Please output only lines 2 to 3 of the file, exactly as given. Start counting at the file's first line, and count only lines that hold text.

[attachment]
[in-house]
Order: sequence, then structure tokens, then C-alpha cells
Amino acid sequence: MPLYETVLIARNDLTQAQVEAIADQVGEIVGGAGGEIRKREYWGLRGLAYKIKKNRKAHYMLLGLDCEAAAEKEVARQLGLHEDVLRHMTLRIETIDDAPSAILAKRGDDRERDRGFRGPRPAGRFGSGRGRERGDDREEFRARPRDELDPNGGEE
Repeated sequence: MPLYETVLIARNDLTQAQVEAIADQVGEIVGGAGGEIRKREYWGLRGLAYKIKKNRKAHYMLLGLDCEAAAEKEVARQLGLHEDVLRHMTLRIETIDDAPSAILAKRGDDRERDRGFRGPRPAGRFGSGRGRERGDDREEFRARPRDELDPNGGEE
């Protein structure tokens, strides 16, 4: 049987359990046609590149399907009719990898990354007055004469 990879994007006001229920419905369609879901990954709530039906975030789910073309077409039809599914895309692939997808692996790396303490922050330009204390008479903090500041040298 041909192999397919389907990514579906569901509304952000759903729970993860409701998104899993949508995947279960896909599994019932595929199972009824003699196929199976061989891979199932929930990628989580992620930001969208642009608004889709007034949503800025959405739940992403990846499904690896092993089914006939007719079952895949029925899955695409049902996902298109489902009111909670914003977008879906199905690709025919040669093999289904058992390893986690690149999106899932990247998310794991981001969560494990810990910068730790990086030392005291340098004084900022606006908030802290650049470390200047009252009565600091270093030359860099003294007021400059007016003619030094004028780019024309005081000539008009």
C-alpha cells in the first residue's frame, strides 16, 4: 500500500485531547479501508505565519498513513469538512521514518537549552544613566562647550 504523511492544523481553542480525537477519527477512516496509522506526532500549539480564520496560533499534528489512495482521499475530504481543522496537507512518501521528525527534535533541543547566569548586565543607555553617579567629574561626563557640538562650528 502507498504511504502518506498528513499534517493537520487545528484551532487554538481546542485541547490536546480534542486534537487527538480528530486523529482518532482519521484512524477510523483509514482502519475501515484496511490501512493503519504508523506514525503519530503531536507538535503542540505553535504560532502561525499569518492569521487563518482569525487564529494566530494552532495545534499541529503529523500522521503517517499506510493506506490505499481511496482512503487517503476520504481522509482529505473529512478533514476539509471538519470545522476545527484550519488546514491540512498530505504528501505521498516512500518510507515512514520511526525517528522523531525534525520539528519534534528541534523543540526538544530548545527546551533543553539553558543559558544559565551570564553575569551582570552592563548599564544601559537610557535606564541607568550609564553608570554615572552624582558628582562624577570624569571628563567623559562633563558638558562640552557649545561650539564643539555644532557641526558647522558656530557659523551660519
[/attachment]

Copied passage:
Order: sequence, then structure tokens, then C-alpha cells
Amino acid sequence: MPLYETVLIARNDLTQAQVEAIADQVGEIVGGAGGEIRKREYWGLRGLAYKIKKNRKAHYMLLGLDCEAAAEKEVARQLGLHEDVLRHMTLRIETIDDAPSAILAKRGDDRERDRGFRGPRPAGRFGSGRGRERGDDREEFRARPRDELDPNGGEE